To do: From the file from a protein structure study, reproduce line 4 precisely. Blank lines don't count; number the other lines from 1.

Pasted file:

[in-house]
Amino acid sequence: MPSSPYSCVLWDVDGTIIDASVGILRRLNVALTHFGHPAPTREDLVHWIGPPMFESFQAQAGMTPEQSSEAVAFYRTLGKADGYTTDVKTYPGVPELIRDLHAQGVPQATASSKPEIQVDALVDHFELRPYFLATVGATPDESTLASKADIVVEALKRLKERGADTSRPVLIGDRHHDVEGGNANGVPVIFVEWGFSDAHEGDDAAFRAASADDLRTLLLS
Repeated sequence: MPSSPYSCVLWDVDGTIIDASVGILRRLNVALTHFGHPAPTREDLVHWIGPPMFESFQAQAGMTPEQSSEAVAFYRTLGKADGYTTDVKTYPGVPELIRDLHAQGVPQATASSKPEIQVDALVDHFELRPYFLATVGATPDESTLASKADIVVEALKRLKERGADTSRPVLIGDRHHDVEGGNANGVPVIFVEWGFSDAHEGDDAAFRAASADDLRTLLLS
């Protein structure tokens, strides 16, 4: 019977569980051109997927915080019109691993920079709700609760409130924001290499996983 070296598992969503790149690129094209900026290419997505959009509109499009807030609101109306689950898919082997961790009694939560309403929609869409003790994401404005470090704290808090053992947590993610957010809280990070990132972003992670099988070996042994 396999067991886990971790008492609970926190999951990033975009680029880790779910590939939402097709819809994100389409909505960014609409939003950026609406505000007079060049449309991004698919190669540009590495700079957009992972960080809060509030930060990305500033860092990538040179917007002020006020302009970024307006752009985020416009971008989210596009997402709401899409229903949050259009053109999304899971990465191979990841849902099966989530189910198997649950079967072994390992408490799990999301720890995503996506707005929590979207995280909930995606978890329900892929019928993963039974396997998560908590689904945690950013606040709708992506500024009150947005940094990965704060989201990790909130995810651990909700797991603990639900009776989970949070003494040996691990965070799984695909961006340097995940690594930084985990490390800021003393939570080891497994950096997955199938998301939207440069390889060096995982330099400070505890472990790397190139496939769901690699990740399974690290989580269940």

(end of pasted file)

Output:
């Protein structure tokens, strides 16, 4: 019977569980051109997927915080019109691993920079709700609760409130924001290499996983 070296598992969503790149690129094209900026290419997505959009509109499009807030609101109306689950898919082997961790009694939560309403929609869409003790994401404005470090704290808090053992947590993610957010809280990070990132972003992670099988070996042994 396999067991886990971790008492609970926190999951990033975009680029880790779910590939939402097709819809994100389409909505960014609409939003950026609406505000007079060049449309991004698919190669540009590495700079957009992972960080809060509030930060990305500033860092990538040179917007002020006020302009970024307006752009985020416009971008989210596009997402709401899409229903949050259009053109999304899971990465191979990841849902099966989530189910198997649950079967072994390992408490799990999301720890995503996506707005929590979207995280909930995606978890329900892929019928993963039974396997998560908590689904945690950013606040709708992506500024009150947005940094990965704060989201990790909130995810651990909700797991603990639900009776989970949070003494040996691990965070799984695909961006340097995940690594930084985990490390800021003393939570080891497994950096997955199938998301939207440069390889060096995982330099400070505890472990790397190139496939769901690699990740399974690290989580269940």